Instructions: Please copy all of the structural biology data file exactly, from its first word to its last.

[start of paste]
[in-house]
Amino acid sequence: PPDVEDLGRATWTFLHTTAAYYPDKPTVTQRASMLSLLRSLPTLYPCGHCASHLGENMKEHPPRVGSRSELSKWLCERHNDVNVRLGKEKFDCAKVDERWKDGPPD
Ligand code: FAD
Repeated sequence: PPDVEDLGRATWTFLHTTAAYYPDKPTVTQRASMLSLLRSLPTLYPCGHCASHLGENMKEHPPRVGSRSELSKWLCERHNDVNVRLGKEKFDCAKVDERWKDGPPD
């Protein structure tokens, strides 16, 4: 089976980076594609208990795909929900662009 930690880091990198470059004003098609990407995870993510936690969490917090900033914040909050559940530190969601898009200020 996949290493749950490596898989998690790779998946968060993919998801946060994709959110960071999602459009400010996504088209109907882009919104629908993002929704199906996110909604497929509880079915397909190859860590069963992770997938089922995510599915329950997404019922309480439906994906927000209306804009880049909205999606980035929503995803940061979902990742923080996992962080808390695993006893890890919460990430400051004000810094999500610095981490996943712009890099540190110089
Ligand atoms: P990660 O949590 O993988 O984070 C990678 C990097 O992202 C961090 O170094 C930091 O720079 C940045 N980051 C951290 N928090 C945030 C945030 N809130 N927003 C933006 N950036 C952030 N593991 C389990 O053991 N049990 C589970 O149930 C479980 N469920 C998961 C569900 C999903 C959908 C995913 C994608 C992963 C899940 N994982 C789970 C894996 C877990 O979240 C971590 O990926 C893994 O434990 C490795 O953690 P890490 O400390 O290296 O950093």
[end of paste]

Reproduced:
[in-house]
Amino acid sequence: PPDVEDLGRATWTFLHTTAAYYPDKPTVTQRASMLSLLRSLPTLYPCGHCASHLGENMKEHPPRVGSRSELSKWLCERHNDVNVRLGKEKFDCAKVDERWKDGPPD
Ligand code: FAD
Repeated sequence: PPDVEDLGRATWTFLHTTAAYYPDKPTVTQRASMLSLLRSLPTLYPCGHCASHLGENMKEHPPRVGSRSELSKWLCERHNDVNVRLGKEKFDCAKVDERWKDGPPD
């Protein structure tokens, strides 16, 4: 089976980076594609208990795909929900662009 930690880091990198470059004003098609990407995870993510936690969490917090900033914040909050559940530190969601898009200020 996949290493749950490596898989998690790779998946968060993919998801946060994709959110960071999602459009400010996504088209109907882009919104629908993002929704199906996110909604497929509880079915397909190859860590069963992770997938089922995510599915329950997404019922309480439906994906927000209306804009880049909205999606980035929503995803940061979902990742923080996992962080808390695993006893890890919460990430400051004000810094999500610095981490996943712009890099540190110089
Ligand atoms: P990660 O949590 O993988 O984070 C990678 C990097 O992202 C961090 O170094 C930091 O720079 C940045 N980051 C951290 N928090 C945030 C945030 N809130 N927003 C933006 N950036 C952030 N593991 C389990 O053991 N049990 C589970 O149930 C479980 N469920 C998961 C569900 C999903 C959908 C995913 C994608 C992963 C899940 N994982 C789970 C894996 C877990 O979240 C971590 O990926 C893994 O434990 C490795 O953690 P890490 O400390 O290296 O950093």